Digitally store a key

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Locked out? This kiosk securely stores a digital copy of your key Devin Coldewey NBC News
We've all been locked out before, and it can be a huge pain to raise a locksmith at two in the morning or buzz a friend to let you into the building. But soon you may be able to walk to your local convenience store and get a new key cut just by scanning your thumb.
That's the plan of a new startup called KeyMe, which has created a Kiosk that not only duplicates keys on demand, but lets you store the key pattern digitally and associate it with your fingerprint.
So far there are five, hosted by 7-Eleven stores across Manhattan. You put your key in a keyhole, where it is analyzed. You can then have a new key cut for $3.49, or securely store your key data for later. It doesn't keep your address or name associated with the key data, just the short series of numbers that tells the machine what pattern to cut — encrypted, of course.
That way, when you realize you lent your only front door key to a friend or left it at work, you just walk to the store on the corner, put your thumb on the scanner, and cough up the $20 for a fresh key. Yes, it's a lot more than the $3.49 you'd have paid for a spare to hide under the flower pot, but it's a lot less than you might pay for a visit from the emergency locksmith.
There are other key kiosks that quickly duplicate keys, but none that let you store the pattern securely like KeyMe does. The company's founder, Greg Marsh, hopes to expand throughout New York City and then move on to the rest of the country.
http://www.nbcnews.com/technology/locked-out-kiosk-securely-stores-digital-copy-your-key-6C10459204
Being able to store/send a key digitally would seem more plausible if you could print a key with a 3D printer.
If your keys are locked in the car, you are still stuck without a way to get to a store. I am thinking as 3D printers get more affordable, you might get stuck in a place were you could get to a 3D printer. (Keys locked in the car at the hospital)
I already have a hidden house key that I have used more times than I can count. When I leave my car with a mechanic I always forget to take the house key. I even have one of those key rings that separate in two. One half for my truck and house key and the other half for my car.
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On 06-29-2013 12:45, Metspitzer wrote:

Is it cheaper than putting an electronic lock on your door? Probably so, unless you lose keys often.
<http://www.gokeyless.com/product/1510/2/
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Wes Groleau wrote:

Hi, What about battery running down on it? Is there manual over ride?
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On 6/29/2013 12:17 PM, Tony Hwang wrote:

Typically, the "manual override" is the KEY. Also, every electronic lock that I've seen has a low battery warning that gives plenty of notice that the batteries need replacement.
Ergo, one would need the "perfect storm" of a) batteries expired in the electronic lock (through the user's fault) AND b) loss of the key.
I'm kinda liking the idea of this digital key stowage though... Imagine scanning ALL of your keys using a standardized encoding program, storing them in on your smart phone or ... in securely encrypted format. You lock yourself out of your car at the shopping center, find a hardware store that has the machine and go have a new key cut on the spot. Yeah, I know it won't start the car but it will let you in to retrieve your programmed/smart key that you absentmindedly left behind.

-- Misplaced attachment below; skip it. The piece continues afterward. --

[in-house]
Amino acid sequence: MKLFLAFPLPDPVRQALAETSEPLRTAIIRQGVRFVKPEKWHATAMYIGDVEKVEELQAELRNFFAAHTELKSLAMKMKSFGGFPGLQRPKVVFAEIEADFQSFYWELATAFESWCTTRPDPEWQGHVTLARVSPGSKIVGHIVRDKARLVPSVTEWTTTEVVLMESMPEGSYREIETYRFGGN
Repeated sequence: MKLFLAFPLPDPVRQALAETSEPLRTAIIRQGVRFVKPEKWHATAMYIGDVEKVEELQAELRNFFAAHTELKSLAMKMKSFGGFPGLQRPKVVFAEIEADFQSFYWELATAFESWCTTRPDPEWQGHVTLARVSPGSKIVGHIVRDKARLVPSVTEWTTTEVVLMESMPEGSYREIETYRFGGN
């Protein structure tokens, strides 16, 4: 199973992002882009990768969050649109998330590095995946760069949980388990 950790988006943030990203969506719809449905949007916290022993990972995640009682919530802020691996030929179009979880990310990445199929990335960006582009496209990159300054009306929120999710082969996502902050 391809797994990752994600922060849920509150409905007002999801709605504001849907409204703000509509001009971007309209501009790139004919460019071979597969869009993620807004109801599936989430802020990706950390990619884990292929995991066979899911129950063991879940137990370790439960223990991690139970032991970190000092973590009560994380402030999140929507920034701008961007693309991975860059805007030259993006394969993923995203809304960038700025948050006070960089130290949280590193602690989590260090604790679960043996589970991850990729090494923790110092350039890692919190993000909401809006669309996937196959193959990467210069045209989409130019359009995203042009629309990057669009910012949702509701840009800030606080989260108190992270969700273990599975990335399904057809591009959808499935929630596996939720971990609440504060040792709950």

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I have an electronic lock on the front door, a key pad for the garage and a hidden key for the back basement door. I haven't carried a house key in many years but I'm not worried about ever getting locked out.
My keychain holds nothing but an ignition key and key fob.
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Metspitzer wrote:

Hmmm, Usually, if I get locked out. I open garage door with outside digital keypad opener. Then there is a key hidden in the garage.
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wrote:

Same here. The key in the garage is also hidden, of course.
The digital idea is nifty though, as many people don't have a garage or other good hiding place. I can see it doing well in a densely copulated are with many apartments and town houses.
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On 06-29-2013 14:22, Ed Pawlowski wrote:

And most people _think_ they have a good hiding place.
But most thieves already know where the "good hiding places" are.
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I'd not want that information in a digital kiosk. Wait, it wants your home adress, too?
Densely copulated? Was that a typo? Funny, in either chase. . Christopher A. Young Learn more about Jesus www.lds.org . .
On 06-29-2013 14:22, Ed Pawlowski wrote:

And most people _think_ they have a good hiding place.
But most thieves already know where the "good hiding places" are.
--
Wes Groleau

Those who make peaceful revolution impossible
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On Sun, 30 Jun 2013 18:49:28 -0400, "Stormin Mormon"

Well, you can't have one without the other.
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Here's another solution to the "locked out" problem.
Hang a small windchime on your front porch, the cheap kind with a few different metal shapes. Replace a couple of them with a lock pick and tension bar.
Learn to pick your own lock. You'll get used to your own, it's not like you have to become expert or fast.
Unlike hiding a key, you haven't given access to just anybody who finds it. Your ex isn't going to get in and unplug your freezer while you're on vacation in July.
You haven't given access to burglars either. They don't know how to pick locks, they just kick doors in. That .1% that might know probably already own a lock pick.
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wrote:

Get caught breaking into your own house may even get you a beer with the President.
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On Sunday, June 30, 2013 6:49:28 PM UTC-4, Stormin Mormon wrote:

No, it doesn't. Learn to read.